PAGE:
But usually, the more you get people to unpack it and think through it, they’ll either refine their solution or they’ll convince you that theirs is better. And I think what’s been magical about doing this is that people tend to feel like you trust them more. They feel like you listened, and then they tend to trust themselves more. I think our team has become a lot more confident and maybe even daring in things they’re willing to try, just because I listened and asked questions. And then the best thing is, there’s all these things that they have the solution for that they don’t bring to me, and I can work on bigger strategic problems rather than being interrupted for some little operations problem.
James: Yeah, exactly right. The real benefit is you don’t have to do the problem solving anymore because you’ve built a team of thinkers.
Nathan: Right. And I think we forget about that, that we are crippling our team continually. Like for anyone who has a team of more than a few people, like every time they’re coming to you with a problem and you’re like, boom, there’s a solution. What more do you need? Like, you just crippled them. You didn’t help them, you crippled them.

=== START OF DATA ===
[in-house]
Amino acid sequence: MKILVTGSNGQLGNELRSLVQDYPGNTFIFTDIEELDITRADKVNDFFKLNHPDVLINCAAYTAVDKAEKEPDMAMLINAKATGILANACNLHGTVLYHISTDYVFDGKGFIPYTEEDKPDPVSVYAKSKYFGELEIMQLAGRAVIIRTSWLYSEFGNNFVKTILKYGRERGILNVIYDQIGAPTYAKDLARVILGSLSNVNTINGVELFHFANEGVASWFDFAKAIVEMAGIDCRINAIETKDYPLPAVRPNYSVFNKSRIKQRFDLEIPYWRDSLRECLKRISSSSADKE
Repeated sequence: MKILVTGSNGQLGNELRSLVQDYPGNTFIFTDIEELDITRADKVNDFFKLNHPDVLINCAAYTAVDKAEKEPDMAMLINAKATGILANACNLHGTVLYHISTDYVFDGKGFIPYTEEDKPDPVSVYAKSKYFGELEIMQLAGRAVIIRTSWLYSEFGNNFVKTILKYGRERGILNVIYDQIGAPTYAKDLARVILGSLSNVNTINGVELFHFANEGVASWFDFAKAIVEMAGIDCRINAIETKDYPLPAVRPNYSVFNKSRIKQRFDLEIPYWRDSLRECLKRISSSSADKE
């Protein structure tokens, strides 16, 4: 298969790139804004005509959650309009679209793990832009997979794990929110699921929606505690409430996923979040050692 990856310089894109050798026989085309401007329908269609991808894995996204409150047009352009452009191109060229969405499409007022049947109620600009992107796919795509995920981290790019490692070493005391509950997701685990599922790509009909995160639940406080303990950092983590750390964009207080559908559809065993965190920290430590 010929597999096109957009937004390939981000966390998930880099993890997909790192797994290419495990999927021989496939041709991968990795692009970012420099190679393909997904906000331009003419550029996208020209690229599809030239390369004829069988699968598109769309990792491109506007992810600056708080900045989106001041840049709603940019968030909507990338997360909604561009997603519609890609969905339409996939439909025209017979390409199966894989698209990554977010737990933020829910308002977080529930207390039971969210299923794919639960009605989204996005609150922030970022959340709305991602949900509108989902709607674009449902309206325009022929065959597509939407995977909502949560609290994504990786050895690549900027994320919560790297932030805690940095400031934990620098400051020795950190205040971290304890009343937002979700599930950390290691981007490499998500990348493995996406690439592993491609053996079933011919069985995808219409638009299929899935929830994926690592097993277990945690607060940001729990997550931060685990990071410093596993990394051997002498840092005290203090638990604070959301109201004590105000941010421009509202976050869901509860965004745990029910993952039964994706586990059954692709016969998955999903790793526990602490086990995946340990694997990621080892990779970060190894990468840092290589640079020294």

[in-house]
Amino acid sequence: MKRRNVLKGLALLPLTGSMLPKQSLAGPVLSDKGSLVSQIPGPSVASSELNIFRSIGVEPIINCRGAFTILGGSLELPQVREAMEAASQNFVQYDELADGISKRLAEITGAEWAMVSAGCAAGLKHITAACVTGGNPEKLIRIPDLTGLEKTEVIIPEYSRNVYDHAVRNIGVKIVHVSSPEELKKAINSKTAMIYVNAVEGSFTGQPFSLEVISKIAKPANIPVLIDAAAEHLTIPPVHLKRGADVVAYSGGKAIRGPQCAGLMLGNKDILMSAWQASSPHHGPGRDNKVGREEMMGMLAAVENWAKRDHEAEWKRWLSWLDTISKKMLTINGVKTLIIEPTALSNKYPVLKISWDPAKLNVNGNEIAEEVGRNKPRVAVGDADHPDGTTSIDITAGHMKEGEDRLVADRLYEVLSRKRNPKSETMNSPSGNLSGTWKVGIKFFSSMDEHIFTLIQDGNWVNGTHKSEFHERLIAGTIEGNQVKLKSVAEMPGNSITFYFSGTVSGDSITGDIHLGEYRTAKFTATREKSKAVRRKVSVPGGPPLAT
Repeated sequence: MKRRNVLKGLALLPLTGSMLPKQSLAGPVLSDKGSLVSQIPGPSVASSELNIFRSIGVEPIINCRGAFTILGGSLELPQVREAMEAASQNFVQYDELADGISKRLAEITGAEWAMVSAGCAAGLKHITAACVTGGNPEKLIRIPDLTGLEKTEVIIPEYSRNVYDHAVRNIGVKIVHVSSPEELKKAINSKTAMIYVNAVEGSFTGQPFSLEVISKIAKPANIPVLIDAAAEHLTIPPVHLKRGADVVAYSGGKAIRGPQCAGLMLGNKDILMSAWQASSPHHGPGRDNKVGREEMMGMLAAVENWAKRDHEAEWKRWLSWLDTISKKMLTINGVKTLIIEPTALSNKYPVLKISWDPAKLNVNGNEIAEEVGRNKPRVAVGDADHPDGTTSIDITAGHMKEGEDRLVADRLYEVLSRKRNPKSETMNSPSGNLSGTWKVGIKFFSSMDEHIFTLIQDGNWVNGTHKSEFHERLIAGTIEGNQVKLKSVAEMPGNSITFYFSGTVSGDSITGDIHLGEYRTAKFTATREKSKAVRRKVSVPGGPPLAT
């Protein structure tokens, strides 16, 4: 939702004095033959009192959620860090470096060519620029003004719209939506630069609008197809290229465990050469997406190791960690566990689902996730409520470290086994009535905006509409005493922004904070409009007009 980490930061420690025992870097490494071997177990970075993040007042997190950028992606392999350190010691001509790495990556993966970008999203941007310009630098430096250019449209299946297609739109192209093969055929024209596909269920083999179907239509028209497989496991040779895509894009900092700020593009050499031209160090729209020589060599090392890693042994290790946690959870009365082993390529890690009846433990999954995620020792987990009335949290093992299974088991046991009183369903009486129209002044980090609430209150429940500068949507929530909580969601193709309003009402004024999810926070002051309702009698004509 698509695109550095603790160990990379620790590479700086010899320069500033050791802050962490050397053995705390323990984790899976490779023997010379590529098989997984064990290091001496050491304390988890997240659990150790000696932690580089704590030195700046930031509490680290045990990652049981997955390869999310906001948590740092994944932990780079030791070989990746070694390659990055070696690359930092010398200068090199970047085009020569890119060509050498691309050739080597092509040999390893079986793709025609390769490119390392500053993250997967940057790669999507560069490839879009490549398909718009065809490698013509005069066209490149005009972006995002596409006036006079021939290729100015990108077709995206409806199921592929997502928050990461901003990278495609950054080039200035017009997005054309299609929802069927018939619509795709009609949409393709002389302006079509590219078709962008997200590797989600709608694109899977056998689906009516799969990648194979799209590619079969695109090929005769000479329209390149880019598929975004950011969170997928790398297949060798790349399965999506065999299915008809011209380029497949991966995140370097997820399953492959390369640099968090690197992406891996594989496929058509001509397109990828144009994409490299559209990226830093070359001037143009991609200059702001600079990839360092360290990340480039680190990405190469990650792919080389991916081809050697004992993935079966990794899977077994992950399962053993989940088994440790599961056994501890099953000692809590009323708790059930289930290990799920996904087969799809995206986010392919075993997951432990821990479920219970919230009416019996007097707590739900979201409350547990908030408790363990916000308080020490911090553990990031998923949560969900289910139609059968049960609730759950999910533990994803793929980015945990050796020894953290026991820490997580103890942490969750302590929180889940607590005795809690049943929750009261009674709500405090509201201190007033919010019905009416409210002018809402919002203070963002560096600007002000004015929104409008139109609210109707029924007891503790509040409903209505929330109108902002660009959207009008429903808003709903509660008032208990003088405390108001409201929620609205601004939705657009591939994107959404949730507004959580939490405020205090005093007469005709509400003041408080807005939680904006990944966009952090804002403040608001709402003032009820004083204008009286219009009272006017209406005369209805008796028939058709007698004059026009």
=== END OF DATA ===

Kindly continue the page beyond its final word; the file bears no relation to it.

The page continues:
“Developing the thinking muscle is so rare.”
James: It’s also very important if you’re a coach, the same thing where I would say that developing the thinking muscle is so rare, you’ve touched on such an important thing. I believe I’ve gotten the most daring Filipinos in the world in my team. They do, they’ll do crazy stuff, risk-free, because we’ve created that environment and they have a process of, I’ve taught them things like 80-20. Like, of the things that we could do, where’s the high impact in this? Let’s focus just on that. And you know, is it a one-way decision, or is it reversible? Because if it’s reversible, there’s not that much risk to try it anyway.